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Normative and Empirical Points of View
A clear understanding of social justice requires complex rather than simple answers. It requires comfort with ambiguity rather than absolute answers. This is counter to viewing right versus wrong, just vs. unjust, or good vs. evil as dichotomies. This book provides many examples of where and how to begin to view these as continuums rather than dichotomies.
Editor: Dennis Pavlich
Environmental justice is the subtext of this collection of anxieties around the need for a sustainable future on Planet Earth. Thinkers and scholars from a diversity of backgrounds reflect on what it means and how cultures must change to greet this future. From Romania to Mexico, Bosnia to Canada, Sweden to California authors analyze and recount community experiences and expectations leading to justice for land, sea, air and wildlife. The kind of ethical weltanschauung for a society in which this kind of justice is achievable is suggested. The collection points to the myriad of single instance decisions that we must all make in living our daily lives whether in our homes, workplaces or leisure time. From good policies to sound management, governments, corporations and community-based organizations will find prudent praxis from cover to cover.

man’. 42 Gramsci investigates the efforts of these industrialists to preserve a ‘social passivity’ among the workers by regulating their private lives, and thus their ‘morality’. However, discussing the rationalisation of the work process under Taylorism, Gramsci says: Once the process of adaptation

In: Revisiting Gramsci’s Notebooks

very openness of Gramscian thought, that, as Ranajit Guha suggests, ‘invites and encourages adaptation’ 5 to other scenarios, his pioneering interpretation of the Southern Question has inspired postcolonial writers around the world interested in the possibilities provided by his open Marxism and

In: Revisiting Gramsci’s Notebooks

achievements that the Nasserist era, for all its limitations, had meant for subaltern classes. Simultaneously, as counter-reformation is ‘not a homogenous bloc, but a substantial, if not formal, combination of old and new’, 88 this concept would also account for the adaptation and transformation of the

In: Revisiting Gramsci’s Notebooks

33. The four that are so often omitted are those dedicated to translation exercises. The most famous translations carried out by Gramsci are his adaptations of the Brothers Grimm fairy tales, now published in book form. 10 The topic of translation is an object of systematic analysis in Notebook 11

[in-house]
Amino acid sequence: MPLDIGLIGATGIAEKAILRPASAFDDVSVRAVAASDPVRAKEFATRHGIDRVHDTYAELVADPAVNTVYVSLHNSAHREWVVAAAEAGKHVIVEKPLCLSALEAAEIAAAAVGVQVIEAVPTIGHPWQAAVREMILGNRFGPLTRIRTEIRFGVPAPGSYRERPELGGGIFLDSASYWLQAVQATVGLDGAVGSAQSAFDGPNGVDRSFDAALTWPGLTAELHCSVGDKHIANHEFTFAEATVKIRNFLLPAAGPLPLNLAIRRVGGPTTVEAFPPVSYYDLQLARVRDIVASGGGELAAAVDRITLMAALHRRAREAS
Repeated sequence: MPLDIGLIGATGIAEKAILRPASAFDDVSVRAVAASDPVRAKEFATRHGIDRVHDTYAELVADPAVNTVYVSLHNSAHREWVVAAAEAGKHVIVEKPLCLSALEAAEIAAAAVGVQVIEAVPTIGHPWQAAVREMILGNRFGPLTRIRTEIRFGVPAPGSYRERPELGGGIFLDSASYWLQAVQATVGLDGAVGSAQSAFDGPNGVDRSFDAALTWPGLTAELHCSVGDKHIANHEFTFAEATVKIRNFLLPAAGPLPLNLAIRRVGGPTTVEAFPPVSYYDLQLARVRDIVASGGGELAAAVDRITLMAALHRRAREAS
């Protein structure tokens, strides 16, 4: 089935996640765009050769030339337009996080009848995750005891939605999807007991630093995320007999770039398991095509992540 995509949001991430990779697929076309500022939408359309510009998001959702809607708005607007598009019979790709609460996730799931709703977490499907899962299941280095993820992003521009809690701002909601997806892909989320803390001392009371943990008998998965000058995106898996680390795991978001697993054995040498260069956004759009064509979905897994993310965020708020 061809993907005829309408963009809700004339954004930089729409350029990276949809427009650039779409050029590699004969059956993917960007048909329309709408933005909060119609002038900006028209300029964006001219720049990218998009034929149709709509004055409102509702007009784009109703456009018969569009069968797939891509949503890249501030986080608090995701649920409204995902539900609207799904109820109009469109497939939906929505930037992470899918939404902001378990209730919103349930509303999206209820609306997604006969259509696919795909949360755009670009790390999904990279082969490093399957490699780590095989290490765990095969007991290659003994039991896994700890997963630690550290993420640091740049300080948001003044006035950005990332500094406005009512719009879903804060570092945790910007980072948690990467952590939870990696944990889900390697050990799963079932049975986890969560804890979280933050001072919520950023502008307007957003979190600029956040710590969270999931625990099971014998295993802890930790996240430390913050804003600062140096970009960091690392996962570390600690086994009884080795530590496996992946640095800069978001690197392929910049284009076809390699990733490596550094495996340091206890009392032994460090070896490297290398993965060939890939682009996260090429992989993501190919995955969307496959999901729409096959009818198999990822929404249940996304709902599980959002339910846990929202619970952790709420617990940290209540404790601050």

In: Revisiting Gramsci’s Notebooks

, what is a manifestly different (or alternative and novel) world’. 29 While for some critics this may at first sight be nothing more than Said’s adaptation of Foucault’s anonymous will-to-know for his own work, 30 Said’s analyses also seek to take into account those forces that drive individuals

In: Revisiting Gramsci’s Notebooks

superstructural transformations that the adaptation to the new production process would result in. 3.3 Expanding the Concept: ‘Sturm und Drang’ and ‘Fully Realised’ Hegemony The Prison Notebooks suggest that hegemonic powers should be simultaneously understood as imperialist states, whereby Gramsci adopts a

In: Revisiting Gramsci’s Notebooks

5 Conclusions: Cartagena, López de Carvajal, Palacios Rubios. An (Almost) Unproblematic Adaptation of the European Tradition of ius commune to a New Context To sum up, the writings of Cartagena, López de Carvajal and Palacios Rubios are a good example of the way in which some of the skilled and

In: A Companion to Early Modern Spanish Imperial Political and Social Thought

 s being no exception. These capitalist adaptations to and co-optations of workers’ participation and self-management schemes and the overall tensions with broader practices of autogestión existing within contemporary capitalist economic conjunctures are issues that will re-emerge in varying ways

In: Workers’ Self-Management in Argentina